An ‘important purpose of section 34 [of the Constitution] is to guarantee the protection of the judicial process to persons who have disputes that can be resolved by law’ and that the right of access to court is ‘foundational to the stability of an orderly society. It ensures the peaceful, regulated and institutionalised mechanisms to resolve disputes, without resorting to self-help. The right of access to court is a bulwark against vigilantism, and the chaos and anarchy which it causes. Construed in this context of the rule of law and the principle against self-help in particular, access to court is indeed of cardinal importance’.The right guaranteed s34 would be rendered meaningless if court orders could be ignored with impunity:the underlying purposes of the right — and particularly that of avoidance of self-help — would be undermined if litigants could decide which orders they wished to obey and which they wished to ignore.
IDASA MEDIA RELEASE 11 April 2011
Time for better guidelines following allegations of fraud and extravagance by Minister Shiceka Along with most South Africans, Idasa has learned with great disappointment of Cooperative Governance Minister Sicelo Shiceka’s alleged dishonesty and abuse of official travel and accommodation privileges.
If there is truth in these serious allegations, President Jacob Zuma has little option but to take the strongest disciplinary steps against his Cabinet colleague, and possibly lay a criminal charge of fraud against him. That he has admitted conduct that makes him guilty of extremely poor judgment, for which he seems unremorseful, adds weight to this imperative: Leaders are correctly held to a higher standard.
“Minister Shiceka must go”, says Idasa’s Judith February. “It is time for the President to take a firm hand against Ministers who bring South Africa into disrepute by flouting the guidelines and who may even have acted fraudulently.”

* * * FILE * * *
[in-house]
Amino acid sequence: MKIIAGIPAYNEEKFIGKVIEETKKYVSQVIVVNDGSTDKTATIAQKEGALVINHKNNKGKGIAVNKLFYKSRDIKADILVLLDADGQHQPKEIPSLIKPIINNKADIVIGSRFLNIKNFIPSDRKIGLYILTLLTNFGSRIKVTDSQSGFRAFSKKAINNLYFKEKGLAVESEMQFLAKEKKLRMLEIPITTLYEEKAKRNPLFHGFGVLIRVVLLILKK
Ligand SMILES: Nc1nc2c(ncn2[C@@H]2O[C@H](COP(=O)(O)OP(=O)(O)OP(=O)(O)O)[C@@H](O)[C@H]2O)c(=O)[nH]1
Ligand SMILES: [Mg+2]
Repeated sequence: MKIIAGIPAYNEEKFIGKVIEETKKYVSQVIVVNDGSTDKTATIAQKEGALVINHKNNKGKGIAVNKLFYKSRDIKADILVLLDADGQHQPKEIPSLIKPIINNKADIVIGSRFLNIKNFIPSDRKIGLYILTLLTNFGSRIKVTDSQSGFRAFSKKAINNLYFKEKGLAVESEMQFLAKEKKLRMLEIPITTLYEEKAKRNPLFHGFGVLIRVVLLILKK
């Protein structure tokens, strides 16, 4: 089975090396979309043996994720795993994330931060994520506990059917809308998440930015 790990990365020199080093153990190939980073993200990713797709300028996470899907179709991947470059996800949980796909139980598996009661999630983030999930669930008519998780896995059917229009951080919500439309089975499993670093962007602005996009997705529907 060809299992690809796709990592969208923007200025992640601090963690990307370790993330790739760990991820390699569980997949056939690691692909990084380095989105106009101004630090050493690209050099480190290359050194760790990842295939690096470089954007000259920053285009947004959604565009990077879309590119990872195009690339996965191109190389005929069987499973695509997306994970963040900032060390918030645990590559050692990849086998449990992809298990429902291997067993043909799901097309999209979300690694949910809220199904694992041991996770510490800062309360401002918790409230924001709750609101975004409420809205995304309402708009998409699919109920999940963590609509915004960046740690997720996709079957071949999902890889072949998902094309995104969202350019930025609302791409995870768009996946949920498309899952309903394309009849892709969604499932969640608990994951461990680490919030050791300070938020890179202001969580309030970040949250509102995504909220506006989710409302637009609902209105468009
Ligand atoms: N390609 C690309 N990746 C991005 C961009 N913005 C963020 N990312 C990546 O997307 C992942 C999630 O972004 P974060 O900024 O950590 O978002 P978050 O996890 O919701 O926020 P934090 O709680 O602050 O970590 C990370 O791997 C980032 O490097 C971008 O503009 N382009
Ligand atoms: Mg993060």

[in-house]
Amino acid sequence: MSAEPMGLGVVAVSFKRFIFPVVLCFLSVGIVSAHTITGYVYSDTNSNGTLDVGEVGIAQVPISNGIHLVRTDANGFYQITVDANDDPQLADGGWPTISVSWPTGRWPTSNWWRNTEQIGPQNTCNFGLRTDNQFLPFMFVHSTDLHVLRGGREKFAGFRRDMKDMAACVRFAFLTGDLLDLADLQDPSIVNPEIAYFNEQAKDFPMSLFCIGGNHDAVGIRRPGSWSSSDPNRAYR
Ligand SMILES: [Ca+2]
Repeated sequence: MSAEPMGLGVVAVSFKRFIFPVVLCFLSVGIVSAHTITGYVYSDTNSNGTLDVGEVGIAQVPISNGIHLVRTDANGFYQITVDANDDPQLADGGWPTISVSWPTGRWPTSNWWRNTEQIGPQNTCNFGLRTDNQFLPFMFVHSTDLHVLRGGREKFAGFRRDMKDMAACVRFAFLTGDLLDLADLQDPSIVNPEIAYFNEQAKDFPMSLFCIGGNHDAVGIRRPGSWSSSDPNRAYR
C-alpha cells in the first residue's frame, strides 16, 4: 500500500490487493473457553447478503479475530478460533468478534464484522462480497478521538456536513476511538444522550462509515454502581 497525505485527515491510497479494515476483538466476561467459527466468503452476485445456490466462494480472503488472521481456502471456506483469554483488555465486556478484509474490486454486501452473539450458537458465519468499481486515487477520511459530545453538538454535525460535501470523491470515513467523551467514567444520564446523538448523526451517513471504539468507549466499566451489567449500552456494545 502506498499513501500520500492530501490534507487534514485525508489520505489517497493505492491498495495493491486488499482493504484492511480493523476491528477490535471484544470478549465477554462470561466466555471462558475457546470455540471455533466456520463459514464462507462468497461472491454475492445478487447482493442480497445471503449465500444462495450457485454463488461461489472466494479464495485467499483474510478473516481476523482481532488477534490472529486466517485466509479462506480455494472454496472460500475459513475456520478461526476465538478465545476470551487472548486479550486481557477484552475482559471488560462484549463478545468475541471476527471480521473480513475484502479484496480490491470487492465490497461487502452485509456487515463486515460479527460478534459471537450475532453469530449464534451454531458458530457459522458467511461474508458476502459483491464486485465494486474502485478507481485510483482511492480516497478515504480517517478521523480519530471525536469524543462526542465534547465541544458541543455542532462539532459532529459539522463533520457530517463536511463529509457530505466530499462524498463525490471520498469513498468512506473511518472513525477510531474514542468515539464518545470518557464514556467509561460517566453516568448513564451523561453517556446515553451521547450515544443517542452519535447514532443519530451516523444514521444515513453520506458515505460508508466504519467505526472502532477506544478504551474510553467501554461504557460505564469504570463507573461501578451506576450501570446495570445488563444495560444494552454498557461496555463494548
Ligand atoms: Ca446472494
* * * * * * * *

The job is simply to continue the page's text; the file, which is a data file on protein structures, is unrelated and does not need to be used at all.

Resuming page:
While this situation demands a quick and decisive response, one should not lose sight of the wider fact that executive self-regulation on matters of privilege is simply not working. The Ministerial Handbook, that is supposed to provide guidance for the effective management of public expenditure on these matters, continues to fail us all. The current reports are only the latest in a string of increasingly distressing excesses by the country’s leaders. The gulf between public expectations and ministerial lack of prudence and self-restraint is becoming a chasm.
The Handbook exhorts adherence to the laudable values of careful planning, necessity and austerity. But it is clear that we cannot continue to trust our political leaders to utilise their privileges with wisdom and compassion. The promised review of the Handbook is long overdue. Once again, the executive has failed to act with diligence and urgency to manage their privileges responsibly.
It is inadequate to rely on the Auditor-General to tell us afterwards that there has been abuse; we must prevent it. Directors-General, accountable to Parliament for expenditure by their Ministers, must be empowered to refuse permission for this wasteful expenditure. The Independent Commission for the Remuneration of Public Office Bearers has been established by the Constitution to determine senior leaders’ salaries and pensions.
Perhaps it must now be permitted to determine the limits of public expenditure on executive privileges. We need to debate the options: either spending caps and clear rules to enable accounting officers to draw the line with authority, or far greater real time transparency of executive expenditure on privileges.
For further comment, please contact:
Judith February, Manager of Idasa’s Political Information and Monitoring Service, on
083 453 9817, or
Gary Pienaar, Senior Researcher on 082 541 4221